Similar to sweeps, splits are large orders broken up into small orders that are filled on a single exchange. The only difference between sweeps and splits is that splits are filled on a single exchange. The above example shows you a few splits for $CCIV on February 16, 2021. The first split came in when CCIV's price was only at $41 and the strike price for that was $50 which is very far out of the money. Low and behold, price went up to about 48 in the next few hours, and we had another few splits. Finally, the day ended with CCIV's price being at about $52 dollars. That is an increase of about 10 dollars in just a couple of hours.
Finally, blocks are just very large single trades. Usually, its large institutions buying or selling a very large number of options contracts. Those are considered as blocks in Tradytics live options flow tool. More specifically, any trade with at least 5000 volume is considered a block trade. Here is another example that shows you the power of block trades. Early in the morning on February 16, 2020, we received a block trade worth 1.32 million and 8488 volume for $AMTX. In just a few hours, the price went from 8.5 to 9.25.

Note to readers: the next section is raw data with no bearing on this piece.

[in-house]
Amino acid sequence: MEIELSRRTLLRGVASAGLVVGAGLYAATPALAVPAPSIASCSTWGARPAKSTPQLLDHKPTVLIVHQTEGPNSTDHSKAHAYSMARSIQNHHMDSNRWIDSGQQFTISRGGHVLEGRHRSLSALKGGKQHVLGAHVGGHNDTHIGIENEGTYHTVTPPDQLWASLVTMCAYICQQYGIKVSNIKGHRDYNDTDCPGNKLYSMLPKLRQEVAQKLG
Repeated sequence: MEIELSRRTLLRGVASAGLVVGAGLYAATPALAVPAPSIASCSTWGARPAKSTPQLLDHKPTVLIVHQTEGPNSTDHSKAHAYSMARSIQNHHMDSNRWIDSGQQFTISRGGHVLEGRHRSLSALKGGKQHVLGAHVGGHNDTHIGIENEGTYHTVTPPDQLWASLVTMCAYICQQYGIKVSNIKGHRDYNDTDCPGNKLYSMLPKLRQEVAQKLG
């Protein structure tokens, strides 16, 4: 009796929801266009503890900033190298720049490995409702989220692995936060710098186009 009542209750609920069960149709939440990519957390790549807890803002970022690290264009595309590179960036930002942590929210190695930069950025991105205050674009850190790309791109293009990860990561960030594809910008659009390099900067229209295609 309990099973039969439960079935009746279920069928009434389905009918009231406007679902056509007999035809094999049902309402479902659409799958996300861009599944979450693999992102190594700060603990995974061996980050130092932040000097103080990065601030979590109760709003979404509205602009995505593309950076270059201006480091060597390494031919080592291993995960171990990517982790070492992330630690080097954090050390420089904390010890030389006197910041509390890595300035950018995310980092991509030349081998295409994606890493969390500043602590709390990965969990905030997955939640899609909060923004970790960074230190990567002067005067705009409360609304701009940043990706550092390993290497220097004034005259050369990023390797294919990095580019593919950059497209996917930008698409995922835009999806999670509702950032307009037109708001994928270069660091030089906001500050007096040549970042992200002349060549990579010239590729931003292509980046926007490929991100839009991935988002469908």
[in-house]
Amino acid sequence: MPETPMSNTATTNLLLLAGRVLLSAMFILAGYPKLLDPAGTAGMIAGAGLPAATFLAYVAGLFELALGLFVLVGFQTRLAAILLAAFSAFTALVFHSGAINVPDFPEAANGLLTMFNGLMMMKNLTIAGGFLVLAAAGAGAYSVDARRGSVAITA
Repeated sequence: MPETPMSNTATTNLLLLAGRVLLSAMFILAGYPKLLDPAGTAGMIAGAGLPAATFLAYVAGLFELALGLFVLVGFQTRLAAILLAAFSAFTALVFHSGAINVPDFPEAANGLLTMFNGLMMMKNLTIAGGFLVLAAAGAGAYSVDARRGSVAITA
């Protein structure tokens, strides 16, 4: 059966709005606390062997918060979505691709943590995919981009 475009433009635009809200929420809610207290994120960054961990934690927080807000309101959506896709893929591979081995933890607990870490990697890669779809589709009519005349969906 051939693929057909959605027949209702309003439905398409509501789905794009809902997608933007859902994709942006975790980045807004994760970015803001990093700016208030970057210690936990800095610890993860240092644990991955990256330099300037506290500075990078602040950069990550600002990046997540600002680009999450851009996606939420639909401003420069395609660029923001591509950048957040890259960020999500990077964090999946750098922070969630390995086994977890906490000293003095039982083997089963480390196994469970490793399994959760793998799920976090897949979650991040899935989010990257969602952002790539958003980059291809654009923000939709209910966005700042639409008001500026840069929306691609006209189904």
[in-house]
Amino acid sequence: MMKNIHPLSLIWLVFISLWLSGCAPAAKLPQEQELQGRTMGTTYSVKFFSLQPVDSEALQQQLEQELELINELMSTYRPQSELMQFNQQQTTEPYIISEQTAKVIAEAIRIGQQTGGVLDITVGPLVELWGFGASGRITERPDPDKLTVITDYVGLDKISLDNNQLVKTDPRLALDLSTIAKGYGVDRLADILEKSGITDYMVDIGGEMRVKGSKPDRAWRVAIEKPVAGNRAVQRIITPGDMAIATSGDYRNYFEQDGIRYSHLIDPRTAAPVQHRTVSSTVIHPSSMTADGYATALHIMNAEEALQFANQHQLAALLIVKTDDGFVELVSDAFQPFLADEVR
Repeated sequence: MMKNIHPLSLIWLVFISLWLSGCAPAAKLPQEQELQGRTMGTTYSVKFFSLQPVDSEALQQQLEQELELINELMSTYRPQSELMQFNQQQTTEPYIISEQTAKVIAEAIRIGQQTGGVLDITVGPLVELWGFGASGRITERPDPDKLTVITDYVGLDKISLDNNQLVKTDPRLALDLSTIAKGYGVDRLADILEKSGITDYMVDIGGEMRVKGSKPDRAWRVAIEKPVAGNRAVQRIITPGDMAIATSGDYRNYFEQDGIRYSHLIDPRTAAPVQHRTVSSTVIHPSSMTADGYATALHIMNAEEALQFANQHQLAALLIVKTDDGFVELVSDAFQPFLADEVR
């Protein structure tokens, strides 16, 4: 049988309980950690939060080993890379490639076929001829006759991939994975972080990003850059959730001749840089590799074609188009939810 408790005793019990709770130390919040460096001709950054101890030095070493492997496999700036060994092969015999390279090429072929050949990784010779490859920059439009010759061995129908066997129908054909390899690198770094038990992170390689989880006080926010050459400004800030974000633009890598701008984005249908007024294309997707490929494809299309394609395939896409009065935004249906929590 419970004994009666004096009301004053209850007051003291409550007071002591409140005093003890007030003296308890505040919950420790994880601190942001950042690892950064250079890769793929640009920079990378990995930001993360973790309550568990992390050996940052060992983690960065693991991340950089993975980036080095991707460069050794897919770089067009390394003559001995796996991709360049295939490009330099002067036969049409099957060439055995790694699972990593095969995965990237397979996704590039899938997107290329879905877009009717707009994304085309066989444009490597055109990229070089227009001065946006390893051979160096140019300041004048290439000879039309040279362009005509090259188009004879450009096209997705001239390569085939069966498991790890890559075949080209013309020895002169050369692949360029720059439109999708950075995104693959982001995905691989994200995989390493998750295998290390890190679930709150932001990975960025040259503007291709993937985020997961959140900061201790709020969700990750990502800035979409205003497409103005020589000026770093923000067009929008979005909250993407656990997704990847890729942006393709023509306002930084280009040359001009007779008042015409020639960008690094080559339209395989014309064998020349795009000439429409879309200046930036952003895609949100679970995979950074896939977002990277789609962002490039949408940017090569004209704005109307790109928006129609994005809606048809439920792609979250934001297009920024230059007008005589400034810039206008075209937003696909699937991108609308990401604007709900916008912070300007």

Now that we know what each order type means, we can discuss some concise tips on how to effectively find good setups using options flow. These tips are quite subjective and come from our own experience in using live options flow to find trades. There are always more ways to look at the flow since it is more of an art than a science. However, we hope these will prove useful to you in your journey of becoming a better trader.
Bursts of sweeps, splits, and block trades with large premiums are often very useful. That can sometimes mean an event is about to happen and the people who know about it are promptly getting in before the price makes a big move.
Sweeps, splits, or blocks, when traded above the ask price often provide strong signals. That means a trader is willing to pay more than the ask price for the contracts. This shows confidence..